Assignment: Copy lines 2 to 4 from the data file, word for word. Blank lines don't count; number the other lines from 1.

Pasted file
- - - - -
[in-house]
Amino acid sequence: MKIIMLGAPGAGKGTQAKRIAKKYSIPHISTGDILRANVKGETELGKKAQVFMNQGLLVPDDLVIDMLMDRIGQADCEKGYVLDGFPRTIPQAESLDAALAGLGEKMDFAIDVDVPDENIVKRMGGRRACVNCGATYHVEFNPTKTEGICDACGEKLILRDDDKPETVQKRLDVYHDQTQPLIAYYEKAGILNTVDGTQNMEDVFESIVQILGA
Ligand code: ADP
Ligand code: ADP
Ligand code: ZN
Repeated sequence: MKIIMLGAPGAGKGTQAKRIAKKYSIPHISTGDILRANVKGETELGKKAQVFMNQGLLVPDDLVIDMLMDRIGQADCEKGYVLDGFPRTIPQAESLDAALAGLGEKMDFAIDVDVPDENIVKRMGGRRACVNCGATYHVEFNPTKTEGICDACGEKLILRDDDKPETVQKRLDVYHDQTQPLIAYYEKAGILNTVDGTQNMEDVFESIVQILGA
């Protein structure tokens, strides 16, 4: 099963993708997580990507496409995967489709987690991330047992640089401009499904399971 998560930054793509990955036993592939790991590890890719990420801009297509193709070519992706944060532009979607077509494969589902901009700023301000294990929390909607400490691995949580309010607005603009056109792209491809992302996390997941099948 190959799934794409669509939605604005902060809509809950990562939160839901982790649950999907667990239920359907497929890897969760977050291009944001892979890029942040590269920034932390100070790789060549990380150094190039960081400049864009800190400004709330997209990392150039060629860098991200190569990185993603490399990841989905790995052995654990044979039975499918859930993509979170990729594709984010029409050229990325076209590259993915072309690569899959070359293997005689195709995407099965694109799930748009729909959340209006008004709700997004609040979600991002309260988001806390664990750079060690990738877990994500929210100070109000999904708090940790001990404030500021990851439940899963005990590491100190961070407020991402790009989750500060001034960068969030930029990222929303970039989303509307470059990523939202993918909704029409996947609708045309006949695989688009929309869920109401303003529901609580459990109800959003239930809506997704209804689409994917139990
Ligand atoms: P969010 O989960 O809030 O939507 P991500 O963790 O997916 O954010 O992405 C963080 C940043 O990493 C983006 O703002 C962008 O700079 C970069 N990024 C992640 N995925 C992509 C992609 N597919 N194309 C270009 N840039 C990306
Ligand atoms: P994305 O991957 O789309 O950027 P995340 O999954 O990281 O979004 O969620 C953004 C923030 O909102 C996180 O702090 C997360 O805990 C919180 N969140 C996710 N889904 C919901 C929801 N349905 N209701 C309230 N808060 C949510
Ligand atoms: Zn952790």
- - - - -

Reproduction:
Amino acid sequence: MKIIMLGAPGAGKGTQAKRIAKKYSIPHISTGDILRANVKGETELGKKAQVFMNQGLLVPDDLVIDMLMDRIGQADCEKGYVLDGFPRTIPQAESLDAALAGLGEKMDFAIDVDVPDENIVKRMGGRRACVNCGATYHVEFNPTKTEGICDACGEKLILRDDDKPETVQKRLDVYHDQTQPLIAYYEKAGILNTVDGTQNMEDVFESIVQILGA
Ligand code: ADP
Ligand code: ADP